Peyush Bansal of multi-vertical e-tailer Valyoo Technologies on raising Series B, piloting offline stores and more

Delhi-based Valyoo Technologies, which runs a string of vertical e-shops ( and Lenskart.comraised $10 million in series B from Unilazer and IDG Ventures few weeks ago, in a market where VC firms are being selective in making fresh investments in e-commerce as a sector. We caught up with Peyush Bansal, founder and CEO, Valyoo on the funding and plans ahead with the capital raised. Here are the edited excerpts:

What has the capital raised been utilized for so far and what are the plans?

The major areas of thrust have been to enhance the backend of all our verticals. We have been doing some major enhancements towards that. Also we are primarily working on the designing aspect of the products, to improve the quality of products. Since we have introduced private label in all our categories we now have a full-fledged design team to improve our in-house merchandise. We are also working with consumer research firms to know what exactly the consumer wants, so that we can make the sites more engaging.

In a market where we are seeing less VC interest in e-commerce, how did you manage to raise $10 million? It is not that e-commerce as a sector has not been doing well. Only that companies who don't have the right numbers won't get investments. Besides that, due to some failures the whole sentiment had become negative. But things are improving now. Many other companies are also getting funded.

How did you convince the investors? Were there apprehensions regarding the fact that you are into niche play? Firstly, there is always more convincing required in series B than series A. In the first round it's more of a gut of investors as well as promoters but by the time of series B, things are much clearer and investors want to see data. As a company also, we have much more data to share by the time we reach series B stage. It automatically becomes a time-taking process. For us the whole process took about 3-4 months. We approached a selected few investors and out of that also 2-3 were genuinely interested.

Secondly, being in niche play is not really a negative point, I feel. In fact niche sites have been delivering more lately. Yes, if execution is not done properly niche verticals are hard to sustain but there are many examples of niche e-com players who have managed to scale up. So being in vertical e-com didn't really put investors off. Initial reaction from investors always is to look at core data.

How different is running four different vertical sites viz a horizontal player who has the same categories? How is your positioning and strategy different?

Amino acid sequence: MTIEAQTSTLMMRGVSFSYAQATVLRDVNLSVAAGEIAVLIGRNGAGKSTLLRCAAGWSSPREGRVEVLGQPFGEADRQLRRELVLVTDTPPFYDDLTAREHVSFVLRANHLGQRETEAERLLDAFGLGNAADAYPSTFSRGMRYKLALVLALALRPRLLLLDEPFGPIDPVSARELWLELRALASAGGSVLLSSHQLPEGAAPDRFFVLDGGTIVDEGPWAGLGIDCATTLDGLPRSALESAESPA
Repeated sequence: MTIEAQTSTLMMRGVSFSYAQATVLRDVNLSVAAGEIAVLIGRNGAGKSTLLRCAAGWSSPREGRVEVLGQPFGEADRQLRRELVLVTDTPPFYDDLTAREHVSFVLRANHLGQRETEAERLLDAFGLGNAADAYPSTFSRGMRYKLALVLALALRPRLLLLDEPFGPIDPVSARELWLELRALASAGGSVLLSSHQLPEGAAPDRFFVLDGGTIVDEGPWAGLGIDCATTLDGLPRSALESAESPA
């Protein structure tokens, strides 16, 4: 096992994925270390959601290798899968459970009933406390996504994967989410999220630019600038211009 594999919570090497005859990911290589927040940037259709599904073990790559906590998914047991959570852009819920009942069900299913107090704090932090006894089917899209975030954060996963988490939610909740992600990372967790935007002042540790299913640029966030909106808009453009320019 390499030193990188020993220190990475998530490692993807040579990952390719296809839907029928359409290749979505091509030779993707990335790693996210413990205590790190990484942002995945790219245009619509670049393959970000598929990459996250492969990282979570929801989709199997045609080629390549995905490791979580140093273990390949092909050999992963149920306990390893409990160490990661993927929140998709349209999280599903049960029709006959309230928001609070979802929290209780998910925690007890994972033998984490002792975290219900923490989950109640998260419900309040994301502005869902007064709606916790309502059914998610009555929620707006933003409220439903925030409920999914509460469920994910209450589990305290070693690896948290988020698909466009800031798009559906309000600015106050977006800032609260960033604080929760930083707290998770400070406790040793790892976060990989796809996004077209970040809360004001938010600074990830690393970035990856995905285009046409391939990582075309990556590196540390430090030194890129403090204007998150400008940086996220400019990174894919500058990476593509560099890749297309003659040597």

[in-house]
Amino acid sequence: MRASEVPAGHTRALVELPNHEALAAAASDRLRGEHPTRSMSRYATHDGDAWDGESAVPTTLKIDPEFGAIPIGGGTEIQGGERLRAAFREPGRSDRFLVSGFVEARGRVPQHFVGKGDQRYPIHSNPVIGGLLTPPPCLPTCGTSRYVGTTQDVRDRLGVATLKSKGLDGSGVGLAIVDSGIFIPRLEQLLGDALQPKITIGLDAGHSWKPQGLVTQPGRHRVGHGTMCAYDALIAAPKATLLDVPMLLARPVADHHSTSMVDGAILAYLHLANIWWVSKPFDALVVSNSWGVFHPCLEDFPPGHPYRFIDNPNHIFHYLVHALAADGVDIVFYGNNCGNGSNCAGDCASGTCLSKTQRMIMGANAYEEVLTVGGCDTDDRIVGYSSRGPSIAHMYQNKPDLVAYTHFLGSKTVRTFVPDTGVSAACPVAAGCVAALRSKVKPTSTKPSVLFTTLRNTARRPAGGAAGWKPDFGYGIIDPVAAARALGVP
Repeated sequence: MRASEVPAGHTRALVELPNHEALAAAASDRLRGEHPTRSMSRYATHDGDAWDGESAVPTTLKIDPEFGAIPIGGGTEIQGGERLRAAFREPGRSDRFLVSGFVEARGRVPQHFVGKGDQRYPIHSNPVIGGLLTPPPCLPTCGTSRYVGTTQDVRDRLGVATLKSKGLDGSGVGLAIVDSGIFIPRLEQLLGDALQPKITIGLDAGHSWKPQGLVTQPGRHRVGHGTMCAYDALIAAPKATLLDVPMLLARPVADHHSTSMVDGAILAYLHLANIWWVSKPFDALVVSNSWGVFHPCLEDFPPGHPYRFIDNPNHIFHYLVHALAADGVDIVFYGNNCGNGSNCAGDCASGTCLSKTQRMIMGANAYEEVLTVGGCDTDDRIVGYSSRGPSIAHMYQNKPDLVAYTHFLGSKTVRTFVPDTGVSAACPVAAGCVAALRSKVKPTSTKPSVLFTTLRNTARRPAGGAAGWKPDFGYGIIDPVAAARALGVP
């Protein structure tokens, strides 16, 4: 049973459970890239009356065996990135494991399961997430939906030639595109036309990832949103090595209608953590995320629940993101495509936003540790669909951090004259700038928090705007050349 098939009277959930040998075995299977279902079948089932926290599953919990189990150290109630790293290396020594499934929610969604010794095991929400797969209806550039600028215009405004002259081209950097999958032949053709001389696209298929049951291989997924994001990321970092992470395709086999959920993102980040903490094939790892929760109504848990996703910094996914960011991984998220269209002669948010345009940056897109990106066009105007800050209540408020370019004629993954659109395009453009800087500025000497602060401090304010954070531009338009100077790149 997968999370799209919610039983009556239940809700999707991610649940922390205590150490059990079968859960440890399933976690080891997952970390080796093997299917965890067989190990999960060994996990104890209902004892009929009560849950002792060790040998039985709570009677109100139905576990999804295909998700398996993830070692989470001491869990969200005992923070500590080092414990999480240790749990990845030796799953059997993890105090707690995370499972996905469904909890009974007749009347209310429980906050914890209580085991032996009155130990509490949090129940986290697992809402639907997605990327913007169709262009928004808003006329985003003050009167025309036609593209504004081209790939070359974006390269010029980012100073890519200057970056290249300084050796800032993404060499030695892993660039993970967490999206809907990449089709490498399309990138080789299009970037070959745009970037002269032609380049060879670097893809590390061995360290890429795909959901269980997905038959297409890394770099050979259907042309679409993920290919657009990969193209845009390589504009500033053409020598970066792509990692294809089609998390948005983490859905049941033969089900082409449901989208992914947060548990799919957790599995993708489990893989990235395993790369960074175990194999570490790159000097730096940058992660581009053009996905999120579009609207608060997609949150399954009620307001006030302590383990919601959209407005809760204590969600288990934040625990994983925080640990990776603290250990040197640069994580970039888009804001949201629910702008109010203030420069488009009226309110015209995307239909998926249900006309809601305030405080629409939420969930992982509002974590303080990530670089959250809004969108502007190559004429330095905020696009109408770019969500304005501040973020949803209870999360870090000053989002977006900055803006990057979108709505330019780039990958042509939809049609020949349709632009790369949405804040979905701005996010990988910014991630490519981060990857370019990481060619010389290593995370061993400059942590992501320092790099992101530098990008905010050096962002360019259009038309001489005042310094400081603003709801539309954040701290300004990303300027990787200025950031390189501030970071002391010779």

At Valyoo, we think of all four verticals as independent businesses. On the other hand if you are a horizontal player, you can't give the same kind of focus and depth to each category. So that is really the only strategy for us to look at them as separate companies in our portfolio. Even our marketing and advertisements will never have all verticals in one. Yes, we do push our consumers to our other verticals when they come on one but apart from that it's all standalone entities for us.

You had earlier plans to add newer verticals but then put off those plans. Any reasons for you to revisit the strategy? No. We don't see any new vertical coming up any time soon. We are very focused on enhancing the depth and quality in the existing categories.

How are all your verticals doing? Which one is the best-selling vertical?

All our verticals are doing fine. We are now doing about 1500 orders a day across all four verticals. Our average order value stands consistent at Rs 1500. However, category-wise definitely since Lenskart was our first launch and is a flagship product it is the most popular. However, I would not like to associate the term best-selling with any verticals. I feel that both Lenskart and Jewelskart have kind of redefined the market trends. With Watchkart and Bagskart however we are still trying to differentiate ourself from the horizontal players.

We recently spotted 'Home Try-on' feature on Lenskart. Please tell us more about it.

Home Try-on is a new feature that we have launched at Lenskart. In that if you want to buy specs from our site but are not sure about the power of your eyes you can book an appointment by paying Rs 100. We will send an optometrist with the equipment to your address and you can get your eyes tested. It involves a lot of logistics but we are very bullish on it. Currently it is available in Delhi and are launching in Bangalore very soon and then in Mumbai.

Would you look at a hybrid model? Anything in works? Yes we are. We have already started a pilot on offline stores in some cities. Right now I can't share more details on that.

(Edited by Prem Udayabhanu)

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